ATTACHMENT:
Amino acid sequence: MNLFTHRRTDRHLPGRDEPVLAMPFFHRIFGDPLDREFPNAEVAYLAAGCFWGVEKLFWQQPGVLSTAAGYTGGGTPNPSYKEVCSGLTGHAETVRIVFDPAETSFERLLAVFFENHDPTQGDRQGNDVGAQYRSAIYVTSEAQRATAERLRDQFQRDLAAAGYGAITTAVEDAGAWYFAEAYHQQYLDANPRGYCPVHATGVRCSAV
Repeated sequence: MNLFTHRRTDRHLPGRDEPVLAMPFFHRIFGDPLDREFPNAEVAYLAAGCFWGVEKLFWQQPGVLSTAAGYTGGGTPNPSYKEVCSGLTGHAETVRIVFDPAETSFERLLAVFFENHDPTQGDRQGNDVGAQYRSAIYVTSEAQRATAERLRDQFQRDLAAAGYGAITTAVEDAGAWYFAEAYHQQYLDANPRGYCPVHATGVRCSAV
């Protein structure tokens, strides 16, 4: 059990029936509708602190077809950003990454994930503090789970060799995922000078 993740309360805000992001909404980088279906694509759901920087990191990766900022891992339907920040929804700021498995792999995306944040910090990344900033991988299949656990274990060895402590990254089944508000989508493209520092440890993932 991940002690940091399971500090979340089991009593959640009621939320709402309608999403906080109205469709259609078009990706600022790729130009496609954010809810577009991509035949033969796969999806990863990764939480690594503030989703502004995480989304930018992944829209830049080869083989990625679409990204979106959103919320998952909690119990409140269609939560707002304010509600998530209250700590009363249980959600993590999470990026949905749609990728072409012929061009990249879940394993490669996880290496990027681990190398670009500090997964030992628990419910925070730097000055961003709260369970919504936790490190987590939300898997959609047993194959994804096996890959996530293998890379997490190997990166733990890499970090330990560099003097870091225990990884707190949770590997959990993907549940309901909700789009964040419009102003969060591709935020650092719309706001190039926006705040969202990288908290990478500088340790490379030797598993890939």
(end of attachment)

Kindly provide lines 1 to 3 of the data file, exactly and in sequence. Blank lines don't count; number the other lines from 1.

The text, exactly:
Amino acid sequence: MNLFTHRRTDRHLPGRDEPVLAMPFFHRIFGDPLDREFPNAEVAYLAAGCFWGVEKLFWQQPGVLSTAAGYTGGGTPNPSYKEVCSGLTGHAETVRIVFDPAETSFERLLAVFFENHDPTQGDRQGNDVGAQYRSAIYVTSEAQRATAERLRDQFQRDLAAAGYGAITTAVEDAGAWYFAEAYHQQYLDANPRGYCPVHATGVRCSAV
Repeated sequence: MNLFTHRRTDRHLPGRDEPVLAMPFFHRIFGDPLDREFPNAEVAYLAAGCFWGVEKLFWQQPGVLSTAAGYTGGGTPNPSYKEVCSGLTGHAETVRIVFDPAETSFERLLAVFFENHDPTQGDRQGNDVGAQYRSAIYVTSEAQRATAERLRDQFQRDLAAAGYGAITTAVEDAGAWYFAEAYHQQYLDANPRGYCPVHATGVRCSAV
């Protein structure tokens, strides 16, 4: 059990029936509708602190077809950003990454994930503090789970060799995922000078 993740309360805000992001909404980088279906694509759901920087990191990766900022891992339907920040929804700021498995792999995306944040910090990344900033991988299949656990274990060895402590990254089944508000989508493209520092440890993932 991940002690940091399971500090979340089991009593959640009621939320709402309608999403906080109205469709259609078009990706600022790729130009496609954010809810577009991509035949033969796969999806990863990764939480690594503030989703502004995480989304930018992944829209830049080869083989990625679409990204979106959103919320998952909690119990409140269609939560707002304010509600998530209250700590009363249980959600993590999470990026949905749609990728072409012929061009990249879940394993490669996880290496990027681990190398670009500090997964030992628990419910925070730097000055961003709260369970919504936790490190987590939300898997959609047993194959994804096996890959996530293998890379997490190997990166733990890499970090330990560099003097870091225990990884707190949770590997959990993907549940309901909700789009964040419009102003969060591709935020650092719309706001190039926006705040969202990288908290990478500088340790490379030797598993890939």